Setting Up A QROPS Step-by-Step
For many British expats living or preparing to live abroad permanently, taking the decision to start a QROPS is easy once the tax benefits are weighed against a standard UK pension scheme.
Although a QROPS – a Qualifying Recognised Offshore Pension Scheme – sounds complicated, the rules are quite straightforward. However we recommend reading as many independent articles as possible to get a solid understanding of how it can help you, read this other QROPS article.
The problems for most people come in picking the right provider in the right tax jurisdiction to maximise the advantages of the pension scheme and applying the rules to make sure they don’t break them and lose the advantages they have planned so hard to gain.
However much you think you are a savvy investor, always take best advice about a QROPS from an independent financial advisor experienced in this specialist pension sector.
Find out the transfer values of your investments from your current pension providers.
Some people have several funds after chopping and changing jobs and maybe setting up their own personal pension. All of these can go in to a QROPS, but any state pension is excluded.
Map out your future
This may be hard, depending on your age and circumstances.
If you are retiring, you probably have a pretty good idea of where you intend to live.
If you are younger and still working, where you want to go to work now may not be where you end up living.
Where you live may affect the tax you pay on income from your QROPS or investments you make from any lump sum you draw down. You do not have to live in the country where your QROPS is set up.
Choose a home for your QROPS
This is where best advice comes in – your financial advisor should be able to tell you which tax jurisdiction and which provider is most suited to your circumstances.
A current favourite is Guernsey, a Brit friendly jurisdiction with stability and low tax rates.
Consider the costs
Your advisor should tell you in advance of making any transfer switch what the likely costs will add up to – they should include his fees, the value of your transfer funds and the fees your current providers are deducting and any set up and ongoing management costs for your QROPS.
These fees will depend on the size of the fund you transfer. A QROPS transfer is generally most cost effective from a fund size of £150,000-£200,000 upwards.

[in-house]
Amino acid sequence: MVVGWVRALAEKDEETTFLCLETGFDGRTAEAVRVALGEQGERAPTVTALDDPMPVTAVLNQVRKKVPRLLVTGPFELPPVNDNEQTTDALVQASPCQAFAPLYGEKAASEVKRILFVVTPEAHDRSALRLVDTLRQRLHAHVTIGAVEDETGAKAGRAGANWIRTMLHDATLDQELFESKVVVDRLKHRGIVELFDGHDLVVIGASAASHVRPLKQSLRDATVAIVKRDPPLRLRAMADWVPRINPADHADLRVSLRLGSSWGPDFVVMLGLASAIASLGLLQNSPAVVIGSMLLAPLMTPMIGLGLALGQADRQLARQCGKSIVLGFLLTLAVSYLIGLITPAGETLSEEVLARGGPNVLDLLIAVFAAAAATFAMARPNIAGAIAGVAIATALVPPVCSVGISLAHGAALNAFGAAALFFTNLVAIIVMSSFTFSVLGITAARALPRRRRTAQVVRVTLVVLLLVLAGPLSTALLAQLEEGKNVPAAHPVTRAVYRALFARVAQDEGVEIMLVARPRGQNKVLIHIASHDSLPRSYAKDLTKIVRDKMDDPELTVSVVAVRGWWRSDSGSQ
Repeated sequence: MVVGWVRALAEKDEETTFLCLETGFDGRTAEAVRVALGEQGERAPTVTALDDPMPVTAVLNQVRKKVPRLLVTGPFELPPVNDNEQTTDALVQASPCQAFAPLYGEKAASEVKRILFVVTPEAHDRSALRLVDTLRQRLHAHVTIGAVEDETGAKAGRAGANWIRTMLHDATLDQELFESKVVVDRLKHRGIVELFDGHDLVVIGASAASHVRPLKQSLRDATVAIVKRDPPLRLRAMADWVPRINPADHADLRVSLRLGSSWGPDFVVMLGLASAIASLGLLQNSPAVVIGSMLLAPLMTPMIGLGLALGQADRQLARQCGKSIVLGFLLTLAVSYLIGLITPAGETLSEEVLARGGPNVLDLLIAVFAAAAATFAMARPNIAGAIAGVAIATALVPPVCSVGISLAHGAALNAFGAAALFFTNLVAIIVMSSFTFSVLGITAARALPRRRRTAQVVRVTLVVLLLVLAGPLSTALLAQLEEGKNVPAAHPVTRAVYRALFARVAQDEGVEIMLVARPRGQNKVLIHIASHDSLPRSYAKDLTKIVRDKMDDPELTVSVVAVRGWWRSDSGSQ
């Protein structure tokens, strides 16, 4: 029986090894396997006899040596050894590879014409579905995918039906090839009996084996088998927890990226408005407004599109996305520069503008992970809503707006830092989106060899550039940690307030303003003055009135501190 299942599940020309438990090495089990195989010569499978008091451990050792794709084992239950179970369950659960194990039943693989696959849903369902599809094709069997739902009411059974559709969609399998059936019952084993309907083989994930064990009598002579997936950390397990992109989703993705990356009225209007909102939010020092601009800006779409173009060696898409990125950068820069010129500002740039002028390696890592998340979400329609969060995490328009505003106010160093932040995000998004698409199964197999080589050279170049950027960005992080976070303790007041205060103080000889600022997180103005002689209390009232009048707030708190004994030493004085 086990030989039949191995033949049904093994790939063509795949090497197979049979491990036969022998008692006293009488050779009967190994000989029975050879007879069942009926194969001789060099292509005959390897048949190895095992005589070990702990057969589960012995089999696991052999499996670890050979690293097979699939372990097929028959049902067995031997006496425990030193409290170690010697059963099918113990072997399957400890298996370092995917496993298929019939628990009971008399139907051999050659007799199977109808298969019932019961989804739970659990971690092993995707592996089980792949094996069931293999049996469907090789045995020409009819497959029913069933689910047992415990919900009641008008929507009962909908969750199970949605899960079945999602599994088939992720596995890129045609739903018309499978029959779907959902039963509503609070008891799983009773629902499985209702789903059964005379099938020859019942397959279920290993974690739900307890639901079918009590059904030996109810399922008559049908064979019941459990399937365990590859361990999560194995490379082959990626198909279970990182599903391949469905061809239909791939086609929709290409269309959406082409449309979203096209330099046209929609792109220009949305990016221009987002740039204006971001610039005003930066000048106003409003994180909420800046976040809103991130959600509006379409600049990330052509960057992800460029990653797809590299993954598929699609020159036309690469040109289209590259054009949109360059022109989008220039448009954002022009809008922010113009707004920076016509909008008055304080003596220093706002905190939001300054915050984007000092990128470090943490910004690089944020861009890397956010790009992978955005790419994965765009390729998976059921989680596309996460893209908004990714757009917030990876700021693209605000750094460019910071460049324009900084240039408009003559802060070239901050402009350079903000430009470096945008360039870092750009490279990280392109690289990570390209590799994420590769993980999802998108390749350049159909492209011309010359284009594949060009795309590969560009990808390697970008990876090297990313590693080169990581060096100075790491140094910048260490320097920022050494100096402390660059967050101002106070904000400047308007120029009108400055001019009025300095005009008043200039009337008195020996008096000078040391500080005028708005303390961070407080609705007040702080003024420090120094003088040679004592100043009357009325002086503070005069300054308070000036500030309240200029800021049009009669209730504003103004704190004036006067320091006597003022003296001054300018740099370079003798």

QROPS solutions are available for smaller funds, starting from about £50,000.
Managing your investment
QROPS providers generally have a fund manager, but you can choose to be more hands-on and have more of say about your investments if you wish.
Unlike a UK pension that only allows investment in the London stock market and UK funds in Sterling, with a QROPS, investments are much broader based and are can be made in any currency.
A vehicle can also be set up within the QROPS to buy, manage and sell property.
How long does setting up a QROPS take?
Most transfers take up to 2 to 12 weeks.
Will a QROPS transfer mean an unauthorised payment charge?
Any funds transfer to a QROPS is a recognised transfer and no tax penalty is charged.
Sitting out the 5 year rule
For the first five tax years (April 6 one year to April 5 the following year) from setting up a QROPS, the fund manager must report any drawing of funds to HMRC.
After the end o0f the fifth tax year, this requirement is dropped providing the QROPS scheme member is not UK tax resident for the tax year the payment is made and has not been tax resident in any of the prior five years.
Use this checklist to discuss whether you meet the QROPS criteria with your financial advisor and make sure you go through all the points with him or her to make sure you have all the information you need to make your investment decision.
To get the very best advice we recommend speaking with the industry leaders. The leading company is call Qrops Adviser and can be found by following this link, QROPS. They will help you from start to finish and have offices all over the world.